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January 31, 2023

Romanians everywhere invited to wear traditional “Ie” blouses on International Ie Day

The International “Ie” Day is celebrated on June 24, St. John’s Day. At first the day oscillated between June 24 and August 15 (St. Mary’s Day) however an old tradition was discovered in Maramures and convinced the organizers three years ago that the Sanziene (gold-haired fairies in Romanian folklore) wear traditional Ie shirts.

On this International Ie Day, Romanians everywhere are invited to wear traditional Ie shirts, to take selfies and to popularize throughout the world this Romanian traditional clothing item.

It does not matter whether the traditional blouse we are wearing is inherited from our grandparents or great-grandparents or is modernly adapted by a fashion designer. The important thing is for it to be white. It does not matter whether you are in Romania, whether you are Romanian women living abroad or just fans of Romanian femininity. The important thing is to wear it with pleasure.

Thus we will dress the whole planet in traditional Romanian blouses for a day. In order to see its effect and reach around the world we came up with a web and mobile app where all these photographs with girls and women wearing traditional Romanian blouses will be collected, a catalogue for our children.

The International Ie Day was created in 2013 by a Facebook group called La Blouse Roumaine. An international movement was born directly on the internet, leading to June 24 being declared the International Ie Day.

The event is now celebrated in over 50 countries on 6 continents. The Romanian “Ie” blouse has inspired fashion designers and has been worn by personalities from all over the world.


Sanziene Fair at Romanian Peasant’s Museum


The Sanziene Fair will take place from Friday to Sunday in the inner courtyard of the Romanian Peasant’s Museum. Townsmen and artisans with candy, ornaments and old objects will take part in the event, creativity workshops being organized for children.

According to a communiqué released by the organizers, Bucharesters will find at the fair icon painters, wood carvers, weavers, potters, spinners, young handicraftsmen and needlewomen. “Since we will soon celebrate the Romanian “Ie” blouse, we expect you to wear and try out old and new “Ie” blouses: with and without hems, with beads, with flower embroidery designs, made out of cotton, made out of flaxen linen, with laces on sleeves, work blouses, with rippled collar, hems…,” the organizers’ communiqué reads.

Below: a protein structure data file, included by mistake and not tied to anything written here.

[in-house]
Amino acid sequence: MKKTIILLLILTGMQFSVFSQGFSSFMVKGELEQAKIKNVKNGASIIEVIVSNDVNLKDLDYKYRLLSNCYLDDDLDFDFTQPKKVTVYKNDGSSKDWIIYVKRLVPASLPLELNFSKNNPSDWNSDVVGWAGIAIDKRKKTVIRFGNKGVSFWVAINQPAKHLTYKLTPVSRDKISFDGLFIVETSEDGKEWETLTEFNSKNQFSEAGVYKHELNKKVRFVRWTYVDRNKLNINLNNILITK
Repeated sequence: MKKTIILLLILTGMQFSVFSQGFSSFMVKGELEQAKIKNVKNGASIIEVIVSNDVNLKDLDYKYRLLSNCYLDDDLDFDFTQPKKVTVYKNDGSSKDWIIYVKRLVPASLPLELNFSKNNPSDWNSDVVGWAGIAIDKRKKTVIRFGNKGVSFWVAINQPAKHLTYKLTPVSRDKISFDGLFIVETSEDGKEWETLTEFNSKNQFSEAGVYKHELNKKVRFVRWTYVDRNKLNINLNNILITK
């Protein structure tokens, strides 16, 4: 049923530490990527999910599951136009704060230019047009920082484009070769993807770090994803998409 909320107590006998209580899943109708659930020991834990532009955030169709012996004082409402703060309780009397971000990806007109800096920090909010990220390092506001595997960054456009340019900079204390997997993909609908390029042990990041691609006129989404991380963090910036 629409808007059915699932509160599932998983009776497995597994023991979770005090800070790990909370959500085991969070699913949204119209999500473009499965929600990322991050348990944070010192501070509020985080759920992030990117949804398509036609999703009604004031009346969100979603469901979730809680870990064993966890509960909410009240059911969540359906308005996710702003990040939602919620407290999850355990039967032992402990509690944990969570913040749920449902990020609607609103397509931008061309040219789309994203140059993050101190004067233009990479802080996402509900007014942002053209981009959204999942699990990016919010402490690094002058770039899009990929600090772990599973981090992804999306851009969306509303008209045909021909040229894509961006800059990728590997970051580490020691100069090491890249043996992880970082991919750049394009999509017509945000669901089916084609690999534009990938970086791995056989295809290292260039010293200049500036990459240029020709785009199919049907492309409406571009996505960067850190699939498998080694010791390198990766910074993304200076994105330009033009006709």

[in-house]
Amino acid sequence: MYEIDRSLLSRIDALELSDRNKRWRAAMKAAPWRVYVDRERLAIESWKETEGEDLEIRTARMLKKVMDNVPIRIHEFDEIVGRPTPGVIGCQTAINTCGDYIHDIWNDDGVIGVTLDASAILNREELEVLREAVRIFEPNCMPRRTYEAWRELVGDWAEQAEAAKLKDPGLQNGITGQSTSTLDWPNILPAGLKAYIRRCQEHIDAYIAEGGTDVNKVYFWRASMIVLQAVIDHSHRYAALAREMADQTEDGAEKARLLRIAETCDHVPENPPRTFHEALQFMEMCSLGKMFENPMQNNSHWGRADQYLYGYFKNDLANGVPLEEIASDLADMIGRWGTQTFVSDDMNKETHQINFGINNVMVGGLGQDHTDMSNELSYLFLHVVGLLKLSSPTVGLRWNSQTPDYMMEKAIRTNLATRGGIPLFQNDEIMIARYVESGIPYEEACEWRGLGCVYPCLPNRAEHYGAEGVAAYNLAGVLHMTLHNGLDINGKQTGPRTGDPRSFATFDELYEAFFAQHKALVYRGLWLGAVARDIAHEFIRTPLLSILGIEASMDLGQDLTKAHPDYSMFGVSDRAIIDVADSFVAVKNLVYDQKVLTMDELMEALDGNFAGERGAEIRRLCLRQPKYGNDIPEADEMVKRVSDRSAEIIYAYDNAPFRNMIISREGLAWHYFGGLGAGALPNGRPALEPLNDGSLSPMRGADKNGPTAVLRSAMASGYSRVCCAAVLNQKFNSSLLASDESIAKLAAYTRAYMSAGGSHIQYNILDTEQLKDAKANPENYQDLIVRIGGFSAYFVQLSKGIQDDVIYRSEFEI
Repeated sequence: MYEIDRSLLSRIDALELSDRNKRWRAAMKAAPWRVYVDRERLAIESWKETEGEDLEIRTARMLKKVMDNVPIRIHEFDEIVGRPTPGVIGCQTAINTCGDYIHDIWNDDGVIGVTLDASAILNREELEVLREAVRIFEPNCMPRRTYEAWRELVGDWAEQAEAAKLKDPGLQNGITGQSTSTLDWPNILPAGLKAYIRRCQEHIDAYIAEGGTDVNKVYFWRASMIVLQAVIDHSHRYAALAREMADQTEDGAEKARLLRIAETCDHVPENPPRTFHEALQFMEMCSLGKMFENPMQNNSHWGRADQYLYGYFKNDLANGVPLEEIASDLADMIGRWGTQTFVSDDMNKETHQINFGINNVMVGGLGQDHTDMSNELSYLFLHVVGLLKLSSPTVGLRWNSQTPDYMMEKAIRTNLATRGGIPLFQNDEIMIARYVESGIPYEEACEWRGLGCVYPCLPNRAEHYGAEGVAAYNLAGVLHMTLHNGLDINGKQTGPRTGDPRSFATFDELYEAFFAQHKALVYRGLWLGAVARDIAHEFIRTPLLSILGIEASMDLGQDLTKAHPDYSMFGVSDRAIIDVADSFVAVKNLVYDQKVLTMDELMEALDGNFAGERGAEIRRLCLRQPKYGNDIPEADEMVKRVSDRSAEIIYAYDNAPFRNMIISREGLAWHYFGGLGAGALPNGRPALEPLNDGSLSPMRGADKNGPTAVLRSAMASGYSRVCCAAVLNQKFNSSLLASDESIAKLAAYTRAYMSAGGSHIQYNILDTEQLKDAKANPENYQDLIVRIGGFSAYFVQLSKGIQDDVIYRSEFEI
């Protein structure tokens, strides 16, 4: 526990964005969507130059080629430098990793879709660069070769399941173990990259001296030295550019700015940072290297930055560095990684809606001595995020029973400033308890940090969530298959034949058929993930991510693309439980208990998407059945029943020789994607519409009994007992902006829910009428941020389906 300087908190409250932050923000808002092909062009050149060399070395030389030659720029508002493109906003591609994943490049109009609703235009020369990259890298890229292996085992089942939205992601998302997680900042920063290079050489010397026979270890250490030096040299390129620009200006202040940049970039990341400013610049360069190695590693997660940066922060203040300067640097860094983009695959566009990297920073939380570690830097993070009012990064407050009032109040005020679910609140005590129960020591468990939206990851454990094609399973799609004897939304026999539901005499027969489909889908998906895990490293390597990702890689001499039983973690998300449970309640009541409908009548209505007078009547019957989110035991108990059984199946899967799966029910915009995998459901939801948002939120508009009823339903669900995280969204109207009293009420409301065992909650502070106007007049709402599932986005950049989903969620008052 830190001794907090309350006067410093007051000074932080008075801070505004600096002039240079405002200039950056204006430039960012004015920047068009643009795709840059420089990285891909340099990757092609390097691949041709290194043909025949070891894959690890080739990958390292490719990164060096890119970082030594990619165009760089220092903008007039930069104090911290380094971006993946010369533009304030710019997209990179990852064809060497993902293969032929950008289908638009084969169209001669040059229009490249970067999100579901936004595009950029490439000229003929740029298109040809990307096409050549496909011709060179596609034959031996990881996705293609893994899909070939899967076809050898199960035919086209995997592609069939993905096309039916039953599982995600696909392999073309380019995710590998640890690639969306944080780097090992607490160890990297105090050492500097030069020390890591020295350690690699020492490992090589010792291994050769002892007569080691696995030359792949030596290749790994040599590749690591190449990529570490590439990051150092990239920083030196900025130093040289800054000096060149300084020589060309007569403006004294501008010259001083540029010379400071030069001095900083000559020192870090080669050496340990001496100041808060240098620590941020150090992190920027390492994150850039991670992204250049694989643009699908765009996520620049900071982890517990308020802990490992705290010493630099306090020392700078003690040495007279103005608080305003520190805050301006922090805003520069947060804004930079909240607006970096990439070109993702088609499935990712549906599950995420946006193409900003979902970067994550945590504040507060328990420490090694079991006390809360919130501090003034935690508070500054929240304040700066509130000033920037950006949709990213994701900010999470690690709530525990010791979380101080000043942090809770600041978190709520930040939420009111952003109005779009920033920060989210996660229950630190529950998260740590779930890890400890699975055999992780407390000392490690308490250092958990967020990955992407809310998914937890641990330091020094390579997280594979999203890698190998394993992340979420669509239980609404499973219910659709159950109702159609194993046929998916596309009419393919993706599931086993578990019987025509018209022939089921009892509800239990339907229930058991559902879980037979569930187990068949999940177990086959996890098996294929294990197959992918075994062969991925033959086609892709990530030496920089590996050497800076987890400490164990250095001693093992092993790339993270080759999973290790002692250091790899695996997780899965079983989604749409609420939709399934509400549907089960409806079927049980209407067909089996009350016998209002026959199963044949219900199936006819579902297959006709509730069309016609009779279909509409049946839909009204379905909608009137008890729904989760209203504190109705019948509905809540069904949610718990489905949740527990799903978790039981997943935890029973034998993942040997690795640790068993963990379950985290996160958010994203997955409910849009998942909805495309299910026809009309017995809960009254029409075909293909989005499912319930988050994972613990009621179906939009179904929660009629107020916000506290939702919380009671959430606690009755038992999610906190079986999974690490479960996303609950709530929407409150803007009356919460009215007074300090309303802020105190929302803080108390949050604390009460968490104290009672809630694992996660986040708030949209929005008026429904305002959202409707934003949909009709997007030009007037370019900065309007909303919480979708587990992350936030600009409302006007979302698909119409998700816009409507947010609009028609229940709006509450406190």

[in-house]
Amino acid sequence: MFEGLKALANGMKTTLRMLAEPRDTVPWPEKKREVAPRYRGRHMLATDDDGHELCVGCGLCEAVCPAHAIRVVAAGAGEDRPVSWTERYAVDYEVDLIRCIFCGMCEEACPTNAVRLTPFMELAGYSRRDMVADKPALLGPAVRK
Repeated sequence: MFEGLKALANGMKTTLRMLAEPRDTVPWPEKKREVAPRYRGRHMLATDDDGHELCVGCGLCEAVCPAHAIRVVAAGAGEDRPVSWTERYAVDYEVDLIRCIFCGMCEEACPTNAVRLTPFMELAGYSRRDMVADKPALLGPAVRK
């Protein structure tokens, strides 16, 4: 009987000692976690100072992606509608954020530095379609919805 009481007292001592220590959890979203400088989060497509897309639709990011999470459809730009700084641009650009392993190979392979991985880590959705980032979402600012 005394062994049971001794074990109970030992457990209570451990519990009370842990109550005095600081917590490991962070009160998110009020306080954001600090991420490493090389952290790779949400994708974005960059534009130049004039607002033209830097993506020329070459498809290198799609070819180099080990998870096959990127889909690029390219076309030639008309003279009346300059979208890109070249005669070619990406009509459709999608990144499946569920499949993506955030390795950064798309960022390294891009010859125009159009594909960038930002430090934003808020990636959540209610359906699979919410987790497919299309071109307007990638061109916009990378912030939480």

Antiquities traders will bring from villages and towns fabrics, furniture, books, pottery, traditional rural household objects, gramophones, watches, engravings and various art objects and the collectors are expected to come along, as usual, with various objects and their stories.

Visitors can buy directly from producers traditional cookies, honey and apiarian products, pies, homemade chocolate, cheeses, jams, syrups and stew, gingerbread and bagles, pastry horns and Tatar mutton salami. Likewise, they will be able to taste Romanian dishes prepared in cast-iron pots and served with flatbread, as well as forcemeat rolls of vine leaves, carp cooked with onion and oil served with mamaliga, gammon cooked in cast-iron pots.

Children as young as 4 are expected to take part in creativity workshops in which they will learn to paint pottery and to work with wool.

The Night of Sanziene falls on June 23-24. This holiday is also called Dragaica. It is said that if the cuckoo stops singing before the Night of Sanziene then there will be drought that summer. At first the celebration coincided with the solstice, falling on June 21. Later, since the Church considered the ritual to be pagan, it was moved to June 24 – the day dedicated to John the Baptist. In time, the Night of Sanziene – as it is called in Romanian folklore – became a popular celebration. For the peasants this day is very important for weather forecasting. In popular belief, if it rains on or after St. John the



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